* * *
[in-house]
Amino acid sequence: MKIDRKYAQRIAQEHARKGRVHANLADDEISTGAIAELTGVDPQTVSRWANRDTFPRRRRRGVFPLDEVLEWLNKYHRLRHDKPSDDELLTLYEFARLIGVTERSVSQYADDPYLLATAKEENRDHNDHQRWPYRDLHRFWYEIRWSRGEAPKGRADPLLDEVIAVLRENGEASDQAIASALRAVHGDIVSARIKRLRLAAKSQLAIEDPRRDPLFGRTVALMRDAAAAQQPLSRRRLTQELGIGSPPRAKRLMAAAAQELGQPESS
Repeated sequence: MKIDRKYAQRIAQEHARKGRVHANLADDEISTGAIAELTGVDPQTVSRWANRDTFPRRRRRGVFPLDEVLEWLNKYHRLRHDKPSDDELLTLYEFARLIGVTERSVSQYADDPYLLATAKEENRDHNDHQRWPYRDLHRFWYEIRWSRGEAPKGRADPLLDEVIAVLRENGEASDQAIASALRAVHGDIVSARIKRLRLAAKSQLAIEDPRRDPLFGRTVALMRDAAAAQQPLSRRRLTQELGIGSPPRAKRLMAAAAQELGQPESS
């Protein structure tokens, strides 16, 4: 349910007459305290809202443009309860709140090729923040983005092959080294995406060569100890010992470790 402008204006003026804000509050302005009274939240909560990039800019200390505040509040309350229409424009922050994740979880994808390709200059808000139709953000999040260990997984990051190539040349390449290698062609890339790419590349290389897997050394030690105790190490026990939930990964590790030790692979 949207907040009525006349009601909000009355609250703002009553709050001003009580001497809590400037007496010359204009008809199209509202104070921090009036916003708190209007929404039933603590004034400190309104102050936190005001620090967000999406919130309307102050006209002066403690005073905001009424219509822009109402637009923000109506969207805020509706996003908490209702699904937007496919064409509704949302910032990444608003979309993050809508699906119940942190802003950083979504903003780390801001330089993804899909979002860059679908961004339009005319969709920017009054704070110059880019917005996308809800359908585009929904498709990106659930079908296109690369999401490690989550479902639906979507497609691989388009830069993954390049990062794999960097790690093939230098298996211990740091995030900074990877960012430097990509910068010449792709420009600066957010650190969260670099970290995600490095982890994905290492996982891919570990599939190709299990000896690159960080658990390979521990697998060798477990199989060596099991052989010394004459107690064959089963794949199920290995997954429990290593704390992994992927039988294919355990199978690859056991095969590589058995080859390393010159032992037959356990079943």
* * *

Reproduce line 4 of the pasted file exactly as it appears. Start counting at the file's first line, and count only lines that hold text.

């Protein structure tokens, strides 16, 4: 349910007459305290809202443009309860709140090729923040983005092959080294995406060569100890010992470790 402008204006003026804000509050302005009274939240909560990039800019200390505040509040309350229409424009922050994740979880994808390709200059808000139709953000999040260990997984990051190539040349390449290698062609890339790419590349290389897997050394030690105790190490026990939930990964590790030790692979 949207907040009525006349009601909000009355609250703002009553709050001003009580001497809590400037007496010359204009008809199209509202104070921090009036916003708190209007929404039933603590004034400190309104102050936190005001620090967000999406919130309307102050006209002066403690005073905001009424219509822009109402637009923000109506969207805020509706996003908490209702699904937007496919064409509704949302910032990444608003979309993050809508699906119940942190802003950083979504903003780390801001330089993804899909979002860059679908961004339009005319969709920017009054704070110059880019917005996308809800359908585009929904498709990106659930079908296109690369999401490690989550479902639906979507497609691989388009830069993954390049990062794999960097790690093939230098298996211990740091995030900074990877960012430097990509910068010449792709420009600066957010650190969260670099970290995600490095982890994905290492996982891919570990599939190709299990000896690159960080658990390979521990697998060798477990199989060596099991052989010394004459107690064959089963794949199920290995997954429990290593704390992994992927039988294919355990199978690859056991095969590589058995080859390393010159032992037959356990079943």